The amount of buzz around Hot Milk this year has been insane. They’ve been grabbing headlines following show-stealing sets at festivals such as TRNSMT and 2000 Trees, and anyone who sees them live seems to become a convert.
I made the conscious decision to not listen to any of their recordings and have my first exposure to them in person. If they’re half as good as I’m told… this should be the way to find out. Tonight they’re gracing The Warehouse – the smaller upstairs venue – of SWG3 and if they release the same amount of energy as they seemingly have done at previous shows… it’s most likely going to be a ruckus.
The show is opened with an anxiety-inducing bass wave played through the speakers and a very interesting band by the name of Modern Error. I say interesting because getting these guys into a box for the purposes of recommendation is tricky. At first I thought “easy… old school post hardcore” as they had big parts of the classic British screamo sound in that first track.
Then they throw me a curve ball with real industrial synth parts and some real ferocious vocal snarling. What you get is Funeral For A Friend meets Nine Inch Nails meets Deftones meets the heaviest and least pop Finch songs. They don’t have a bass player and we all know how I feel about that; but the lush-sounding backing tracks fills that gap.
Main support Witch Fever cause a bit of a cacophony as they set up and tune their instruments through the amps, raising the questions as to whether this was an intro or not.
It was not. Once the show started, we get a very atmospheric stoner metal with bursts of what could almost be nu metal guitar work. Lead vocalist Amy has a huge streak of Zack De La Rocha about her once the sludgy bass driven phrases kick into a higher gear. There’s an impassioned anti-genocidal call to arms around the current crisis around Palestine and Israel to an approving crowd early on.
The tempo then picks up with more energy in the songs from then on. A little bit less sludge but a lot more anger. If I had to nitpick, I’d love Amy’s voice to have a bit more growl about it. Even if just thickened up through the PA as it can seem a bit thin compared to the extreme detuned instrumentals.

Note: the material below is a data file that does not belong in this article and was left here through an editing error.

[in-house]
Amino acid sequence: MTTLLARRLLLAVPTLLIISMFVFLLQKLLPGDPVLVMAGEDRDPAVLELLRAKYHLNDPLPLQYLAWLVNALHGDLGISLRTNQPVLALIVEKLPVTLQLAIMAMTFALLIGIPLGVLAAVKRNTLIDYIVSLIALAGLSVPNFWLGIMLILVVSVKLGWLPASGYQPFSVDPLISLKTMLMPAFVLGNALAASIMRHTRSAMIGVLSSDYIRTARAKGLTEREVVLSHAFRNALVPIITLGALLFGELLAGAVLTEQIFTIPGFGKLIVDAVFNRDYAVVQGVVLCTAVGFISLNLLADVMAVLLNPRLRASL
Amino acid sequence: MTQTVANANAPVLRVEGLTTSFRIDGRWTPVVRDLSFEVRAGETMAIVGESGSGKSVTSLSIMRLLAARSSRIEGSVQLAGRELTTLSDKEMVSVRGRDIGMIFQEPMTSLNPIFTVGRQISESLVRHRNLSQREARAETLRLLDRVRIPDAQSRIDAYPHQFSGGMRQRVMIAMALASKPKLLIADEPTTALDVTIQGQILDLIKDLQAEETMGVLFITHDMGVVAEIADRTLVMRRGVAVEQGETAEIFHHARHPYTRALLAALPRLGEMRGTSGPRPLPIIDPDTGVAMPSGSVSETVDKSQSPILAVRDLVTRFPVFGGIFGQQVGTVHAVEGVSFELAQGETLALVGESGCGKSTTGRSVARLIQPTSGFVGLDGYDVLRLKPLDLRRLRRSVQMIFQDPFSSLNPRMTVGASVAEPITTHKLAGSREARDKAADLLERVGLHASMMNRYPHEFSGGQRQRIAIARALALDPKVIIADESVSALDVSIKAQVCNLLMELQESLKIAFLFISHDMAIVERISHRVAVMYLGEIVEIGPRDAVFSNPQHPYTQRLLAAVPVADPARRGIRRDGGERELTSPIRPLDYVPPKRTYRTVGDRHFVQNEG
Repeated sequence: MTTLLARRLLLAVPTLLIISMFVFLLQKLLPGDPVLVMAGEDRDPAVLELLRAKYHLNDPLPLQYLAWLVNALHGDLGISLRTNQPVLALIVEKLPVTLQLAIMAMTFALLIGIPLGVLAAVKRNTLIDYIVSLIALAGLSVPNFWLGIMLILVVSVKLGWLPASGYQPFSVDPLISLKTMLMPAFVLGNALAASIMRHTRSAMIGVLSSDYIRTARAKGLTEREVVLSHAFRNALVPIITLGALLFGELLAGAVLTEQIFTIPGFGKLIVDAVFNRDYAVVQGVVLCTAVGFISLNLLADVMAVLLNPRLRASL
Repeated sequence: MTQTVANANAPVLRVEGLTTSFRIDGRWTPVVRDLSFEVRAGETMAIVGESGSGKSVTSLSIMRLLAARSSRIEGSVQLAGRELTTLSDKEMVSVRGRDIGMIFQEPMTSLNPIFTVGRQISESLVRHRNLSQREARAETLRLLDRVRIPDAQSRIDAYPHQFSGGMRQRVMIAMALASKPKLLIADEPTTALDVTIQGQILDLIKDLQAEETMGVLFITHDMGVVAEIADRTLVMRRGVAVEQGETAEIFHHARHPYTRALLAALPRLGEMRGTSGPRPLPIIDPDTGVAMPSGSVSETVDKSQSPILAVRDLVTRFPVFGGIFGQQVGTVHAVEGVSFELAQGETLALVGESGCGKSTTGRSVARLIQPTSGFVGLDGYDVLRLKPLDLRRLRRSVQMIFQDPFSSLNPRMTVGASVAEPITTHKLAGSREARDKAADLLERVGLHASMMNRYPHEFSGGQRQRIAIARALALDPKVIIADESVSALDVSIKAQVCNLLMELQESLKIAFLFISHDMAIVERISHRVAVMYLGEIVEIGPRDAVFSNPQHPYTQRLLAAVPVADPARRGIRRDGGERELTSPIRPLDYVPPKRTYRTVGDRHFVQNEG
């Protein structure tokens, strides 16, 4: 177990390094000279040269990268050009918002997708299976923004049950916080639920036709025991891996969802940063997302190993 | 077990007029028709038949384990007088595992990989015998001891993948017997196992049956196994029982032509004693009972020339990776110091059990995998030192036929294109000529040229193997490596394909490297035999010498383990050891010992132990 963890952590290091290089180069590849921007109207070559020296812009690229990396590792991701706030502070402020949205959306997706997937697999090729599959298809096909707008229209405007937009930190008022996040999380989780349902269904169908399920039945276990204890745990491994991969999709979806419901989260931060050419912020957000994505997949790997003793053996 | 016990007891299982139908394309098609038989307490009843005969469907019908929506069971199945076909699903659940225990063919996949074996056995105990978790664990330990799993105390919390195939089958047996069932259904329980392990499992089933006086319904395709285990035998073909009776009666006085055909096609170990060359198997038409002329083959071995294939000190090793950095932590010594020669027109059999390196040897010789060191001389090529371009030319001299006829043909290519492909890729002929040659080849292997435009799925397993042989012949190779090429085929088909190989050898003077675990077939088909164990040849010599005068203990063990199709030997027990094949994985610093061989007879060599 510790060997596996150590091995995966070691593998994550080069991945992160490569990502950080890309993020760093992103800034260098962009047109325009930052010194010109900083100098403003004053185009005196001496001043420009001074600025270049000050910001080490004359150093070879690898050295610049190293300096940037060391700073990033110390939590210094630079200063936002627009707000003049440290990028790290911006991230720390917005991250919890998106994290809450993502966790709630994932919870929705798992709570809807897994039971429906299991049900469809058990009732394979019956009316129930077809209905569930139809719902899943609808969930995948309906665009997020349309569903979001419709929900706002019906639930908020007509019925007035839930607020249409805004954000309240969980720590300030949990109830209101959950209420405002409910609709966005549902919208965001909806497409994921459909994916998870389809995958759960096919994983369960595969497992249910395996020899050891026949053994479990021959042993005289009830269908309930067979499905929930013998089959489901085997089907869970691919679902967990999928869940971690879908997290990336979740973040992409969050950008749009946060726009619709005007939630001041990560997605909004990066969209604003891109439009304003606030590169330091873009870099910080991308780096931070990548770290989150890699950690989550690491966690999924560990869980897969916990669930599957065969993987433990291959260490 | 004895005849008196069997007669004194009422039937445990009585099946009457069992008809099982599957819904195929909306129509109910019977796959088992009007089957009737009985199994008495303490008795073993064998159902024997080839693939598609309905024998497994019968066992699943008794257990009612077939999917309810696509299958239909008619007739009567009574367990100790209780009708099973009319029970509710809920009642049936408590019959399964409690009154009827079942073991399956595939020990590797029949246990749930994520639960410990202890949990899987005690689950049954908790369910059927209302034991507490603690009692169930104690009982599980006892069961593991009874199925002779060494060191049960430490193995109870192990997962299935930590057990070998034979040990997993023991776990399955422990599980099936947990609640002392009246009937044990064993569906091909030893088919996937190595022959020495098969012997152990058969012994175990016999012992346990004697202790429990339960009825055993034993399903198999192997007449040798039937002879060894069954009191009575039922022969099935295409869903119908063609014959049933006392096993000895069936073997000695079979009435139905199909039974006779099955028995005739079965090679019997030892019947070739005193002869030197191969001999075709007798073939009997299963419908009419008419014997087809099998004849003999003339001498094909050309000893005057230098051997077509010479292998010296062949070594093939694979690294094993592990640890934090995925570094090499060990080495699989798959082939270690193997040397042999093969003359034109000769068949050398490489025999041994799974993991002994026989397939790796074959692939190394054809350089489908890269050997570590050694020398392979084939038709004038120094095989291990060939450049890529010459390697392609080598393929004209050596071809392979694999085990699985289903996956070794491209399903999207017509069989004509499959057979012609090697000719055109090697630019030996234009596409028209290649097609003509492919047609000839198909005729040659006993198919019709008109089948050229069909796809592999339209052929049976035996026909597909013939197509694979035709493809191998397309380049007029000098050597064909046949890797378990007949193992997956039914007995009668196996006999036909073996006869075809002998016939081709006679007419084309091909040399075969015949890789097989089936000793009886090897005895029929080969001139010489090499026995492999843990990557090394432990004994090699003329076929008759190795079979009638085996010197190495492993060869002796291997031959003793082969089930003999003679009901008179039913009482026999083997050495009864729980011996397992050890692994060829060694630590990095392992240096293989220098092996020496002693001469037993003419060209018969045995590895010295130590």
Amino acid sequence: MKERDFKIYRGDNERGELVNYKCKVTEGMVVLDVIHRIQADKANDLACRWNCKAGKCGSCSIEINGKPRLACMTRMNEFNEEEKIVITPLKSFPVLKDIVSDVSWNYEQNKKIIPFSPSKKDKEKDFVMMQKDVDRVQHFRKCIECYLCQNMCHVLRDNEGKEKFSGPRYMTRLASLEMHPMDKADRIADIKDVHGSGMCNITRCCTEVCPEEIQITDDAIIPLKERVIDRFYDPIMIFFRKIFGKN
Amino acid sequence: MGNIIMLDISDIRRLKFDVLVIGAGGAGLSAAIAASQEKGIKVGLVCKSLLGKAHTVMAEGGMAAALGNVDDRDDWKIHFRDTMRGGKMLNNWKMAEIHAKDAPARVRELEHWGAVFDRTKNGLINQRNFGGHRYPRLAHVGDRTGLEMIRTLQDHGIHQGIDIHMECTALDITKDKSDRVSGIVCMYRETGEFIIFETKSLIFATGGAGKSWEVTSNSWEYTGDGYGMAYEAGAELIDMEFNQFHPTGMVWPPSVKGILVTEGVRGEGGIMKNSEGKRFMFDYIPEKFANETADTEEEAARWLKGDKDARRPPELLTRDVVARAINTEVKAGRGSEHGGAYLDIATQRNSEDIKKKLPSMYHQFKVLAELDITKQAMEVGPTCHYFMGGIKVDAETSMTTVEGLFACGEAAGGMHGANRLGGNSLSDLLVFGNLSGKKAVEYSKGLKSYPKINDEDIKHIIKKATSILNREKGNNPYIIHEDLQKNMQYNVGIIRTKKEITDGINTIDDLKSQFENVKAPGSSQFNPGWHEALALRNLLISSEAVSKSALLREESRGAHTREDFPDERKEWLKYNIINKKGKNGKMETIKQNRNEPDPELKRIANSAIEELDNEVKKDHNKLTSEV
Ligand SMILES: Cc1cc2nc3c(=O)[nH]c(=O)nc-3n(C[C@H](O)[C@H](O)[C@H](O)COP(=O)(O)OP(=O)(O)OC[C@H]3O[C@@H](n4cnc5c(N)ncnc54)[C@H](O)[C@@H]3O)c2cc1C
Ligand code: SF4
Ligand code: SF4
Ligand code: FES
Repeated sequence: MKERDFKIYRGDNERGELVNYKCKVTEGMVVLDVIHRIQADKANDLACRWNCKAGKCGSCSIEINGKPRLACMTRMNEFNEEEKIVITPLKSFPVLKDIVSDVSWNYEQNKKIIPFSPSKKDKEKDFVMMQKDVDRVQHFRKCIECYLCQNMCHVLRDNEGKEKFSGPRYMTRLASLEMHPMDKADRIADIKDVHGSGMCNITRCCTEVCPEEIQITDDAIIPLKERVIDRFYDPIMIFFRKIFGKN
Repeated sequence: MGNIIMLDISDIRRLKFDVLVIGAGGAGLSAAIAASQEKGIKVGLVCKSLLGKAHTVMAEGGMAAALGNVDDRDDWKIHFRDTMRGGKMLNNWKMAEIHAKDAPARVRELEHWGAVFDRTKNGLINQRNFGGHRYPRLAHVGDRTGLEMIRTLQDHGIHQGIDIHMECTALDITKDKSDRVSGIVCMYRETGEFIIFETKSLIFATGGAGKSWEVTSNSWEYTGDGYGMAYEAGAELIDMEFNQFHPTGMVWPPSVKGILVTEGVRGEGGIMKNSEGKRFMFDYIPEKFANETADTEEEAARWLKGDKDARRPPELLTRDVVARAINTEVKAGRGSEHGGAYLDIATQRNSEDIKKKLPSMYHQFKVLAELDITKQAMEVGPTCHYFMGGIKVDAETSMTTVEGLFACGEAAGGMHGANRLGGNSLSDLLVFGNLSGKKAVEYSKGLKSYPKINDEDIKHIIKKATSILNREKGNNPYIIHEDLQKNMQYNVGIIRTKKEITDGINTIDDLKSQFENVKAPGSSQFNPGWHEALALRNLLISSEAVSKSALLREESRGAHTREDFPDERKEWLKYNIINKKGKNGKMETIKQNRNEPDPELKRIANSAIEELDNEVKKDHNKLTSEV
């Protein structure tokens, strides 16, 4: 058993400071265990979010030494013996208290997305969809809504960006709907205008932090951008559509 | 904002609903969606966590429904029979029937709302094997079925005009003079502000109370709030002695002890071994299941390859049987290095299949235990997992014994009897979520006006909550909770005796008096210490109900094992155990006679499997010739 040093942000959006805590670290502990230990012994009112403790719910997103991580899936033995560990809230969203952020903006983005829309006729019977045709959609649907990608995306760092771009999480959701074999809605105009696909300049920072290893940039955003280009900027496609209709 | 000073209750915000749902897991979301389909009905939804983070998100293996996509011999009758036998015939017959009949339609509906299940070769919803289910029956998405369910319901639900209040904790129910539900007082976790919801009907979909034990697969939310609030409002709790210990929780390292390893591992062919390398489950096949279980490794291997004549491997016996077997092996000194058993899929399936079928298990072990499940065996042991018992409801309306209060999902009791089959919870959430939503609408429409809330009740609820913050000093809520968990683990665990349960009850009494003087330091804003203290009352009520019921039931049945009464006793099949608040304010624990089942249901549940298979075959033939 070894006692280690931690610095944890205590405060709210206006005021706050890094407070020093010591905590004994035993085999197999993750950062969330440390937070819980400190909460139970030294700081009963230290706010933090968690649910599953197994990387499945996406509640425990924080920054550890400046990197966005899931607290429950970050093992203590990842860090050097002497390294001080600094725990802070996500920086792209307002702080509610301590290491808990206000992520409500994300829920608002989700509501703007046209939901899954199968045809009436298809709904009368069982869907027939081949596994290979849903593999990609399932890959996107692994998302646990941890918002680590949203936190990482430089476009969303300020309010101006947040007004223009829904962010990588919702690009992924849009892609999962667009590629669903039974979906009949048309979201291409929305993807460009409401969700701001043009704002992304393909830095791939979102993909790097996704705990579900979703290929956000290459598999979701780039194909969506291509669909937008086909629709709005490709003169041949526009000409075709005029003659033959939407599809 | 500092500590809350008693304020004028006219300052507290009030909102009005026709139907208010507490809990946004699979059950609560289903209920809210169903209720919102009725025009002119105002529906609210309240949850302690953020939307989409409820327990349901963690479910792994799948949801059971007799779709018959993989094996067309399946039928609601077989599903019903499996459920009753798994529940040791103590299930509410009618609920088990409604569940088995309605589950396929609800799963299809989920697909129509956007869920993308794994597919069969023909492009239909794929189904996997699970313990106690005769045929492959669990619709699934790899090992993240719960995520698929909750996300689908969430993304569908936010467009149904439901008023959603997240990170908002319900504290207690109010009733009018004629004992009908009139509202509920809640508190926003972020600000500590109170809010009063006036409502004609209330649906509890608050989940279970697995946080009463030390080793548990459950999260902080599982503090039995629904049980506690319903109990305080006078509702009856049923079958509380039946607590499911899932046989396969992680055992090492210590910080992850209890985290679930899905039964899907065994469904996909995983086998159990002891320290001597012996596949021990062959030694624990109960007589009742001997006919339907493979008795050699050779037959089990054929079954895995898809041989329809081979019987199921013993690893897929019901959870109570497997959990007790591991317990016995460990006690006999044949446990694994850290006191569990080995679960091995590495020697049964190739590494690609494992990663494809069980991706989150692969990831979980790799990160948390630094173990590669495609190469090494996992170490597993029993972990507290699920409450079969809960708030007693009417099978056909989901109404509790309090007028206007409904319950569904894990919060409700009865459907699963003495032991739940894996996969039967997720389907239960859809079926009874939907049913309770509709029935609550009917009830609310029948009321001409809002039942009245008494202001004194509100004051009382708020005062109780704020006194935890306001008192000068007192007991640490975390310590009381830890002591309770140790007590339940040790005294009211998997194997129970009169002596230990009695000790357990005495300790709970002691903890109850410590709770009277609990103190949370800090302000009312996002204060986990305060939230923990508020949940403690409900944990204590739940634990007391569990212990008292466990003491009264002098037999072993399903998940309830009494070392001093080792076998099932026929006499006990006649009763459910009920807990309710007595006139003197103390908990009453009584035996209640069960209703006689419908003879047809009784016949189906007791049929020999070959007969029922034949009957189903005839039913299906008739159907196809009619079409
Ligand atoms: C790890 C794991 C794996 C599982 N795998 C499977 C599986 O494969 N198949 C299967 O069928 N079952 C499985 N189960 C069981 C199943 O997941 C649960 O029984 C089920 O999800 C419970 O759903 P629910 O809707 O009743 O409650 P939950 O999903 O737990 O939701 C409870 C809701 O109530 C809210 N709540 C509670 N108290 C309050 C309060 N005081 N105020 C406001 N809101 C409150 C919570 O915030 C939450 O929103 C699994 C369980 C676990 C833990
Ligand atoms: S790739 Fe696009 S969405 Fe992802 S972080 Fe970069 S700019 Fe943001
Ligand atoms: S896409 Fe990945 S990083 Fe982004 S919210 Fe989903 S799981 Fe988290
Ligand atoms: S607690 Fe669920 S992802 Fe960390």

The second Hot Milk jump on stage, I get the hype. Well-polished anthems that draw from pop punk, alt metal, and dance rock are fired into a crowd that you’d think had filled a room five times the size. The stage presence is instantly beyond impressive as front people Hannah Mee and Jim Shaw bounce around and leap from a front stage riser with the confidence of a band that’s been in arenas for decades.
Every fan knows every word and isn’t afraid to drown out the headliners with their own singing. Hot Milk are obviously thrilled with the reception they’re getting which only serves to fire them up more.
Musically, we’re getting the emo, pop punk and metal of Silverstein, Ice Nine Kills, and Stand Atlantic – but heavy electronic backing which fans of Pendulum would be very happy to hear. There’s a darkness to the songwriting like the aforementioned INK or Motionless in White but not as over-the-top or dramatic.
It’s certainly not as heavy as those bands either… the “pop sensibilities” are strong with this band. It’s not horror rock, but you know there’s an interesting book collection in the home of these guys. It’s a perfect Venn diagram of all these influences with Hot Milk slap bang in the middle.
Back to stage presence and you’re not going to find a band at this level – or two levels higher – who have a presence like these guys. I would call them a four-piece, but they’re billed as a duo.
I reckon this is because of the shared figurehead status of both Hannah and Jim. Both could front different bands and be just as appreciated… but combined they’re greater than the sum of their parts. Like a to and fro akin to Taking Back Sunday but more defined and distinct. Hannah is all over the stage and your eye can’t help but be drawn to her. If Jim wasn’t tethered to a mic stand he might be just as mobile, but I doubt he’d have the excitable energy of his counterpart.
For some songs, Hannah picks up second guitar duties and proves she’s not one of these girls that just wants to be Hayley Williams. Her playing is solid and she wields her guitar like any rock star would while still jumping around the stage. The authenticity is amazing.
Discovering these guys at one of their live shows was a good call on my part. There’s a difference between being impressed by a random song popping up on a playlist curated by the algorithm of an evil corporation, and being blown away by four people playing music in front of you. Tonight I got the latter and I’m not going to forget it for a long time to come. If you’ve not already caught this train, I recommend you do the same.
Photos by Catching Light Photography